Ear Infections:

Ear infections are common with dogs and can be caused by allergies, ear mites and bacteria in the ear canal. Your Jonangi may be tilting his head or shaking it, he may be constantly scratching his ear, he may even have lack of balance and an unpleasant odor coming from his ear because of a discharge. Take him to the vet as soon as you think he has an ear infection.

Lower Urinary Tract Problems and Infections:

This problem which affects a dog’s lower urinary system can be totally debilitating for your dog. There are many problems which can cause this problem in your pet and which can lead to health conditions such as incontinence.

Older dogs and those with diabetes are more prone to urinary tract problems. Your dog will strain or yelp with discomfort when trying to pass urine. The urine may be very cloudy or even have blood in it and there may be dribbling of urine too. Other signs can be vomiting, lethargy, back pain, weight loss and change in appetite. See your veterinarian for immediate medical attention. It is considered a medical emergency.

Caring The Pet

Grooming:

The Kuri will have required regular grooming which means a brushing down twice a week. Brushing would have been useful to prevent loose hairs from shedding with the dog. He would have had to have his ears and eyes checked too to avoid infections. Brushing him would have given his owner the chance to check him over for fleas and ticks too.

Exercise:

As the Kuri wasn’t an overly energetic dog, a walk a day would have kept him content and fit.

Diet:

The Kuri was a dog that essentially formed part of someone else’s diet. Those that managed to escape being a meal for someone no doubt had to scavenge for food. Because they were used to help people catch birds, they themselves were used to catching birds for themselves.

As a small to medium sized dog, if you were to keep such a dog as a pet you would have given him a cup or two of dried kibble a day and tried to vary his diet by including some home-cooked food and raw meat.

Diet:

jonangi puppiesWith commercially manufactured dog food, there are companies that make quality foods that are formulated for certain conditions such as joint health. They have additives in them such as fish oils which decrease inflammation. Always look for a food that is appropriate for your dog’s age and energy levels.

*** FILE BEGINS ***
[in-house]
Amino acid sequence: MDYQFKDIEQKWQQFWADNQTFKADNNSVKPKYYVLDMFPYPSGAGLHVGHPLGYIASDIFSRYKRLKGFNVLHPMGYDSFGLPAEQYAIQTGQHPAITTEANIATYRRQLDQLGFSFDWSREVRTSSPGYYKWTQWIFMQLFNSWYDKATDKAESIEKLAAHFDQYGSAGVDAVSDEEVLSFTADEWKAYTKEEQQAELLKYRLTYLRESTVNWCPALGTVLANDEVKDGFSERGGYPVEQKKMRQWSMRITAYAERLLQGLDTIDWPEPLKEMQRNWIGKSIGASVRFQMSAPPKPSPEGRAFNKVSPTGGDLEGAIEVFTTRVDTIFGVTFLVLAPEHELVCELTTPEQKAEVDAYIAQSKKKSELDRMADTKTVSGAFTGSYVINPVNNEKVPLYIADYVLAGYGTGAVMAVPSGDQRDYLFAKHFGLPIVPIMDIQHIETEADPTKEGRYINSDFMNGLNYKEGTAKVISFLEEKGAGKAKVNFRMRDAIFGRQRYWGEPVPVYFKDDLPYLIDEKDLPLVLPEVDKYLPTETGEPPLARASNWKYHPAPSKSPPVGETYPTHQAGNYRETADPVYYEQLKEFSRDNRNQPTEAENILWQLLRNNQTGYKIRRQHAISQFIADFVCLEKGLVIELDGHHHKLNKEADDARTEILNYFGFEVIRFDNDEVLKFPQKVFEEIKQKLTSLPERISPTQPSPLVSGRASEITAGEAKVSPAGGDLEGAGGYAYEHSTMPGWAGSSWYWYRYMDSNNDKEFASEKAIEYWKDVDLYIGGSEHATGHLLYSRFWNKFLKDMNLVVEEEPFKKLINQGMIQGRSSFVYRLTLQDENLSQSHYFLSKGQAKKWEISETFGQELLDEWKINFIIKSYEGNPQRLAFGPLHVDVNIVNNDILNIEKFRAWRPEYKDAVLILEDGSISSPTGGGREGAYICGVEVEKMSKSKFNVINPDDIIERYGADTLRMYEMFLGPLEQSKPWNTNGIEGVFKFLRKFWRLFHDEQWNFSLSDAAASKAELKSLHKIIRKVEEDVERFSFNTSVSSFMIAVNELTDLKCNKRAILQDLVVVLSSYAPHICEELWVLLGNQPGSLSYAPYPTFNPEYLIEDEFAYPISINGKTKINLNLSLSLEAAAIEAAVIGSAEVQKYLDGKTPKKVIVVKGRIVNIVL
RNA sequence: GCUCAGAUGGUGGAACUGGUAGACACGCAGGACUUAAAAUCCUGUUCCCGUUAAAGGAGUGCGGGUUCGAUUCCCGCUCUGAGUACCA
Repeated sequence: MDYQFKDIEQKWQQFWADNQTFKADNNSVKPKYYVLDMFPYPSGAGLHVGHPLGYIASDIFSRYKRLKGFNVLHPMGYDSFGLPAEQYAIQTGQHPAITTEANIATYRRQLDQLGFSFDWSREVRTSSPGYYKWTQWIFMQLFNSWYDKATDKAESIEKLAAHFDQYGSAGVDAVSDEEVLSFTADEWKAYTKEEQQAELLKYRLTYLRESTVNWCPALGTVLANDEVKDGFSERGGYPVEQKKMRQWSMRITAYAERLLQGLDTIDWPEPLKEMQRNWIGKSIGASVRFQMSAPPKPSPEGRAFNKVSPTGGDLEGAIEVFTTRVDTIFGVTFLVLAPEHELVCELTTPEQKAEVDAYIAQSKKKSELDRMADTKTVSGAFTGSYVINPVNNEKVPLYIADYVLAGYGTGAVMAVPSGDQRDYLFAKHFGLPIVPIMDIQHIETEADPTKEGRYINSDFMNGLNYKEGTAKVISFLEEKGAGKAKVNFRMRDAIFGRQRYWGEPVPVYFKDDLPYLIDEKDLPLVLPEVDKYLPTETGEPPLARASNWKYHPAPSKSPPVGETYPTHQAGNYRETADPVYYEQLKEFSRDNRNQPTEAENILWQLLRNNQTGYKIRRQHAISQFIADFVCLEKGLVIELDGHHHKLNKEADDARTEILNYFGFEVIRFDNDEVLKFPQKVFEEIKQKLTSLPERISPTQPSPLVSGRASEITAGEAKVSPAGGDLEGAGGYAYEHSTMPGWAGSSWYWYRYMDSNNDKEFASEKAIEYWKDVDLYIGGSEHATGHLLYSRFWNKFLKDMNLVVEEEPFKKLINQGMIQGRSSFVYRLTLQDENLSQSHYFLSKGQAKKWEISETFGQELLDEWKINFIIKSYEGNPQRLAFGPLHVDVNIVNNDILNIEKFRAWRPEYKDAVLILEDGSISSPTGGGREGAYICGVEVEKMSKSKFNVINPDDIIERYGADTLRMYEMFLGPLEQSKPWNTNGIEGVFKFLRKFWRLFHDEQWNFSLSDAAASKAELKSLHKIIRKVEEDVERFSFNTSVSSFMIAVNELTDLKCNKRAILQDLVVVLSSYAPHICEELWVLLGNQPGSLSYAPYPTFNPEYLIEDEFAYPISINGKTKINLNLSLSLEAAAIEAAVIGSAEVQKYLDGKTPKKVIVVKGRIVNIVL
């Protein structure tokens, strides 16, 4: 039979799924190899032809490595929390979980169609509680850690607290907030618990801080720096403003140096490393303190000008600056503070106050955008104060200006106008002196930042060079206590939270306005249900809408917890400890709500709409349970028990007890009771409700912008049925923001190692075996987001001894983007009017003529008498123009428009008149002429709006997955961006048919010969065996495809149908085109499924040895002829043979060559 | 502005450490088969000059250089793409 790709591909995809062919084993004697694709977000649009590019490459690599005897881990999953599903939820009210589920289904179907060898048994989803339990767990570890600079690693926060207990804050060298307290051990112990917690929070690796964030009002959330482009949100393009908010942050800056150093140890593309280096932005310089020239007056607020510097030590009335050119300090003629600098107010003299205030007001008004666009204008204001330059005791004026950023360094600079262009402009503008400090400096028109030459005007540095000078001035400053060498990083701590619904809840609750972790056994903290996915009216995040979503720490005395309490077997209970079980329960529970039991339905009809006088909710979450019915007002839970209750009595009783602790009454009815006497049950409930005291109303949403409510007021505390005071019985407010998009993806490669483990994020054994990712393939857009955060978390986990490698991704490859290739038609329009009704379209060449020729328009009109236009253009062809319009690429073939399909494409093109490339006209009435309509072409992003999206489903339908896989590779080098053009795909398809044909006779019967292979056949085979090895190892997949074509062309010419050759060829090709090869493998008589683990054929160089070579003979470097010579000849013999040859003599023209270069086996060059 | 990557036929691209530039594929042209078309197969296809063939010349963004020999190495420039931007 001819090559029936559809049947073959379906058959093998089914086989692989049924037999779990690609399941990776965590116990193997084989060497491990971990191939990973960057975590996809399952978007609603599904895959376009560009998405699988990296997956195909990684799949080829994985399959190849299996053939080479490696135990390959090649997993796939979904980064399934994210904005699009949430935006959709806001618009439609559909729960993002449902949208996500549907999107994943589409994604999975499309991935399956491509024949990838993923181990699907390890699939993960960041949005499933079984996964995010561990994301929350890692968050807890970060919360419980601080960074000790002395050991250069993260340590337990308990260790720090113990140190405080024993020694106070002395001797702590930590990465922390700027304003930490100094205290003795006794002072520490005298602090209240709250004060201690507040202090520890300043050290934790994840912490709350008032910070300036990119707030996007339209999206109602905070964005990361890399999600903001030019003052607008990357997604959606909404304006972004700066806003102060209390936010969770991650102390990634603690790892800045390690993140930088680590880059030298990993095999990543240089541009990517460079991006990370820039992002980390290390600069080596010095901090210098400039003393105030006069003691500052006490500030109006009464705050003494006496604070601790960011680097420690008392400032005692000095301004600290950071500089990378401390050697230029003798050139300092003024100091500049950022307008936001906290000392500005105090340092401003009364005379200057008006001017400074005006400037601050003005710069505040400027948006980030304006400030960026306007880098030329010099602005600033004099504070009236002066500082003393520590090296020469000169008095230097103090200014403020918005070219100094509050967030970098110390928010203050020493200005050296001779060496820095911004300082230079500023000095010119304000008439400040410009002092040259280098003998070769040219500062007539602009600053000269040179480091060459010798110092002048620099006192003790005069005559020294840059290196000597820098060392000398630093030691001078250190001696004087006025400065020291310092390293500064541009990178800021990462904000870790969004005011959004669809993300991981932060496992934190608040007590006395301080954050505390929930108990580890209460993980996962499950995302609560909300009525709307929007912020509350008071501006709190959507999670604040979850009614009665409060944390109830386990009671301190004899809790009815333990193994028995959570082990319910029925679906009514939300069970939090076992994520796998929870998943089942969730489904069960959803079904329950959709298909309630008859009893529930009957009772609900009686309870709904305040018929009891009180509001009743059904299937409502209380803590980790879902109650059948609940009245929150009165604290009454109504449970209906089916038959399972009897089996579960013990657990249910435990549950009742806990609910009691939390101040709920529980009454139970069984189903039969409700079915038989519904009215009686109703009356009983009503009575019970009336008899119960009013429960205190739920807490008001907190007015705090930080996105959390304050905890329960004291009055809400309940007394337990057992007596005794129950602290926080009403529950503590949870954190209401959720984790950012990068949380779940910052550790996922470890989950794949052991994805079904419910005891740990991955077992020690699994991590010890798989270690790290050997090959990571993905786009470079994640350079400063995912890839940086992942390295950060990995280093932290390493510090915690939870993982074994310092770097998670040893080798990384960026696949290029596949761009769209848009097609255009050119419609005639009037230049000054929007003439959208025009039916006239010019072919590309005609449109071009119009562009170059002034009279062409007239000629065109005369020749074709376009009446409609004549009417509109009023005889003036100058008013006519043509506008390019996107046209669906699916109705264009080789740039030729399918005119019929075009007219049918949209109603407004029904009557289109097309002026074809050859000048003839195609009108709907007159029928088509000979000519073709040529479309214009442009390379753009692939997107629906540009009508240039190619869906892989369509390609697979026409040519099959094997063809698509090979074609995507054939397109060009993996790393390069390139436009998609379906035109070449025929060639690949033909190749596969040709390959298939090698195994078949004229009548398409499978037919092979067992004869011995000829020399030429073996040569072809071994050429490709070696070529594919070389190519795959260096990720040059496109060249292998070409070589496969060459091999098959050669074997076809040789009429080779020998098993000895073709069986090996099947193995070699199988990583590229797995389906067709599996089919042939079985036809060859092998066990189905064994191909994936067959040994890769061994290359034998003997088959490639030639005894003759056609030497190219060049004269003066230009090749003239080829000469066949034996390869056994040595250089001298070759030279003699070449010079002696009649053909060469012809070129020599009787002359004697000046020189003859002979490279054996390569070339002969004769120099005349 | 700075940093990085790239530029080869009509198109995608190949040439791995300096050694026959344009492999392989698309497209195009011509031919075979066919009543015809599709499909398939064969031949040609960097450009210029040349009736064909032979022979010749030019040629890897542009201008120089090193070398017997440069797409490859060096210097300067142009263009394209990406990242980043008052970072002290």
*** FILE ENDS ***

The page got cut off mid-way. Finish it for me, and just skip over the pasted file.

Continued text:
Add in your own home-made food to his dry kibble such as cooked chicken, brown rice and pasta as well as vegetables and also try to include some raw meat into his kibble from time to time. Fresh, cool water should be available to him night and day.

Grooming:

With his short coat, the dog is looked upon as low maintenance. Brush him a couple of times a week to make sure the coat remains shiny. Check his eyes, ears and teeth for infections.

Exercise:

This dog is lean, energetic and agile. With his long strides, he likes to run over terrain sniffing and following scents. He is more suited to life in the countryside than to the city. Make sure you have a reasonable sized garden for him and meet his exercise needs by taking him on walks and playing ball and fetch games with him.

Characteristics

It appears as though some Kuris were kept as pets and that they were able to develop loving relationships with their owners.

We don’t know too much about the extinct Kuri, but scientists are now studying and analyzing the hairs of the dog to find out more about it, and specifically why the Maori dog disappeared some time in the 19th century without a trace.

They will also be analyzing Kuri bones salvaged by archaeologists and which were found on rubbish heaps. These bones can be tested to see whether the diet of the Kuri changed much between the days of Maori settlements and the arrival of the European settlers.

jonangi dogsLife with a Jonangi is easy going as these aren’t finicky dogs – they’re low maintenance, easy going, fairly healthy dogs that want to please you and just be your pet.

They make excellent companions, being loving and loyal to their human families and getting on well with other dogs and children in the home.

There are those who are trying to revive the breed, and that is a good thing as these are good natured family pets that will be a positive addition to any home.

Comparison with other breeds

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  6. Lottatore Brindisino vs Kuri - Breed Comparison
  7. Mountain Feist vs Kuri - Breed Comparison
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  10. Kuri vs Indian Pariah Dog - Breed Comparison
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  13. Kuri vs Carolina Dog - Breed Comparison
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  24. Other vs Jonangi - Breed Comparison
  25. Olde English Bulldogge vs Jonangi - Breed Comparison
  26. Sapsali vs Jonangi - Breed Comparison
  27. Peruvian Hairless vs Jonangi - Breed Comparison
  28. New Guinea Singing Dog vs Jonangi - Breed Comparison
  29. Lottatore Brindisino vs Jonangi - Breed Comparison
  30. Mountain Feist vs Jonangi - Breed Comparison
  31. Spitz vs Jonangi - Breed Comparison
  32. Jonangi vs Aussie Doodles - Breed Comparison
  33. Jonangi vs Indian Pariah Dog - Breed Comparison
  34. Jonangi vs Dingo - Breed Comparison
  35. Jonangi vs Askal - Breed Comparison
  36. Jonangi vs Carolina Dog - Breed Comparison
  37. Perro de Presa Mallorquin vs Jonangi - Breed Comparison
  38. Pembroke Welsh Corgi vs Jonangi - Breed Comparison
  39. Pomsky vs Jonangi - Breed Comparison
  40. Sakhalin Husky vs Jonangi - Breed Comparison
  41. Old English Bulldog vs Jonangi - Breed Comparison
  42. Schnauzer vs Jonangi - Breed Comparison
  43. Puggle vs Jonangi - Breed Comparison
  44. King Charles Spaniel vs Jonangi - Breed Comparison
  45. Schnoodle vs Jonangi - Breed Comparison